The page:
To sum this all up in a couple of words it would be fair to say that oxygen is the biggest problem and avoiding it will give you the best solutions!
Finally, some good news. Some Essential Oils Help You and Themselves! While this article has focused on all the very many ways that essential oils can break down and become unstable, it is true to say that in real-life some oils fair better than they theoretically should (on paper). That is often because of their natural antioxidant content.
Eugenol, Vanillin, Thymol, Methofuran, Methyleugenol , Terpinolene, Terpine, Geraniol, Chamazulene, and Benzyl Alcohol all have some anti-oxidant properties and may well help the oil to self-stabilise in the bottle.
On top of that some oils produce anti-peroxide agents such as Cinnamaldehyde found in Cinnamon. This can also help Cinnamon oil last longer than might otherwise have been expected.
The aim of this article was to shine a light on just how complicated essential oil chemistry can be and just how many things can affect an oils stability from the environment it grows in to when it was picked and then into how it is stored. That said, all of this has boiled down to a relatively simple reality that for the most part oils are best stored in full bottles in room temperature and with a higher rather than lower humidity. That wasn't something I was expecting and is actually quite a relief given the costs and space required to set up refrigeration for a haul of oils!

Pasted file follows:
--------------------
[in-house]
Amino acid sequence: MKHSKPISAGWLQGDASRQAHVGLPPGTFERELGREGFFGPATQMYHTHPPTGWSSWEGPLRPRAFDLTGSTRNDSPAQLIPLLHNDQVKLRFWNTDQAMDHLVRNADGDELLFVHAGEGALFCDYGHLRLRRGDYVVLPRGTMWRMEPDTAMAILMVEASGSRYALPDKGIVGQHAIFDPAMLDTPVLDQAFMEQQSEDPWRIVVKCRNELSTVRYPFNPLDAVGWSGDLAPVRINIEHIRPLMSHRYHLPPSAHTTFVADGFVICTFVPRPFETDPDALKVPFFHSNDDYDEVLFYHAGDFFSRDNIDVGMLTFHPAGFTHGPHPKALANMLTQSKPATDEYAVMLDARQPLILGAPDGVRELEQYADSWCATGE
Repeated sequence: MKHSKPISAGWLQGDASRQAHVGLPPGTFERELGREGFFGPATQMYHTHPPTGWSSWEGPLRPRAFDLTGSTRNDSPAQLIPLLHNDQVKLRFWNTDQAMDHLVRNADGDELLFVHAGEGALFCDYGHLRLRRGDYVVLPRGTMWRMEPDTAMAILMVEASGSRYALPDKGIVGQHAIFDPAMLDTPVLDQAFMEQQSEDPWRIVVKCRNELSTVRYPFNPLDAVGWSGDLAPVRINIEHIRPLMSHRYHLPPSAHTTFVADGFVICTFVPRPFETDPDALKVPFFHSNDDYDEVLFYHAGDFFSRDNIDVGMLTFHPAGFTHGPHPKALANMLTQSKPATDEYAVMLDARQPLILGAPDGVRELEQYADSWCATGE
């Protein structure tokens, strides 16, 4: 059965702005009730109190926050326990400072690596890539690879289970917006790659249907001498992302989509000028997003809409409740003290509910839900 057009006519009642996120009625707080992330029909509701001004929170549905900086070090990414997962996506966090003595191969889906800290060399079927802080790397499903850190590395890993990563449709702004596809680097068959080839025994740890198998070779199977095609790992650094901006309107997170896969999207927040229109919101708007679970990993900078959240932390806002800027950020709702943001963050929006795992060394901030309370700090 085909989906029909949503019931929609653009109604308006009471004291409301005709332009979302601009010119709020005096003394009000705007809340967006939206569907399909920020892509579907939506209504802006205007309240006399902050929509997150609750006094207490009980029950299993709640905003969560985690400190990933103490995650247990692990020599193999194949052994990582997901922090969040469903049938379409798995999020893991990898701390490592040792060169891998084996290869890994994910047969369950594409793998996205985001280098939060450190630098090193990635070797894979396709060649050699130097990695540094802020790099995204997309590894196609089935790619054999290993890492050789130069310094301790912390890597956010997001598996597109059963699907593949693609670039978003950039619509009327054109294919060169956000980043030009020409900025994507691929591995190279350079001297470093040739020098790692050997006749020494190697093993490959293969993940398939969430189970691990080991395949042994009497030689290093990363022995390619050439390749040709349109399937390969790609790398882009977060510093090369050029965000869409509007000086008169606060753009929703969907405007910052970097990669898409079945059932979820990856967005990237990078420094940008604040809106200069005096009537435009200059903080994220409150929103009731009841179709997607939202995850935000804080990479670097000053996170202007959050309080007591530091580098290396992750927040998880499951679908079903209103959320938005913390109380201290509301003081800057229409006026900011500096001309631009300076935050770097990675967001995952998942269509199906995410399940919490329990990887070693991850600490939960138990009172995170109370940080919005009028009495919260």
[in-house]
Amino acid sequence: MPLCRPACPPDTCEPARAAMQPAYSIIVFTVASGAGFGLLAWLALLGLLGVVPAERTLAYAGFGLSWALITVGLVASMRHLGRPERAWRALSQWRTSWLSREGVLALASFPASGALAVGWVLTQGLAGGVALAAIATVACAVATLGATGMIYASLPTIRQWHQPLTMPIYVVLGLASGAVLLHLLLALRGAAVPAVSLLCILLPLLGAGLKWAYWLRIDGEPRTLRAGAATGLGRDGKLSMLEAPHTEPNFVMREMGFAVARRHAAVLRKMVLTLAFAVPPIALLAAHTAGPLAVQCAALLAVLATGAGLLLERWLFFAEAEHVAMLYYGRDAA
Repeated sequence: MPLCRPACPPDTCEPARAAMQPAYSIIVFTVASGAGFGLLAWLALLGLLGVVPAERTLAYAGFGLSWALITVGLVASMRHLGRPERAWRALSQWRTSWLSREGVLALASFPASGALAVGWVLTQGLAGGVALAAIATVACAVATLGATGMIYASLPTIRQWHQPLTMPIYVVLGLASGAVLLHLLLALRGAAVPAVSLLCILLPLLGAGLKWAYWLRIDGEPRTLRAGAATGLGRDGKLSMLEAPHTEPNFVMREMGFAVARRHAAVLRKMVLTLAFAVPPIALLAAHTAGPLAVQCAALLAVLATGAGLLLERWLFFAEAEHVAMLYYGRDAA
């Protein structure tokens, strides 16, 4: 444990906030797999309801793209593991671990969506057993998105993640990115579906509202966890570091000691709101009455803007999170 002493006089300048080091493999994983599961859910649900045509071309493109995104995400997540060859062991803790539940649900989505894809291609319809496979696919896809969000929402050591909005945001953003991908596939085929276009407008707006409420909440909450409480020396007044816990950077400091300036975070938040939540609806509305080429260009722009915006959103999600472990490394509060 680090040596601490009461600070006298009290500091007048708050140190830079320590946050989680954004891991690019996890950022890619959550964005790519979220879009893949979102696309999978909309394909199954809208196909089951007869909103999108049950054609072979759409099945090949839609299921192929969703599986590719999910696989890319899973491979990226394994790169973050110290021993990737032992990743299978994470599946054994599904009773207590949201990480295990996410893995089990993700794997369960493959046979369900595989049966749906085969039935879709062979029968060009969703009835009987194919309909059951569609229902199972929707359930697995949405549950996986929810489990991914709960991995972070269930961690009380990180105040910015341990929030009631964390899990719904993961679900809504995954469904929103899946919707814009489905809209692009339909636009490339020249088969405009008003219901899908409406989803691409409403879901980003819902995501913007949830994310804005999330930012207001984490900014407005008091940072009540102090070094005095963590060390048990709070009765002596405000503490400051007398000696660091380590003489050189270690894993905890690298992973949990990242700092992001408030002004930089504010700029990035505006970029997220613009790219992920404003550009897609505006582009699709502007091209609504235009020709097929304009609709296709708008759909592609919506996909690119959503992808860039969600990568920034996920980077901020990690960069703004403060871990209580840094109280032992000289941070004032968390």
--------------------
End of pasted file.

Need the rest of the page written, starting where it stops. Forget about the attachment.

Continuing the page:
Hopefully some of the more sciency detail stuff will help you to understand why some different oils seem to behave in a similar way and why some seem to go off very quickly in particular products while others last for ages. In general I hope it has provided some food for thought.
What this article wasn't designed to do is offer absolute guarantees of exactly how much extra benefit you might get from storing an oil at one set of conditions over another or for using one oil vs another in a particular formula - That level of detail would require its own stability testing and lab work - but what I do hope is that it off
Some Key References: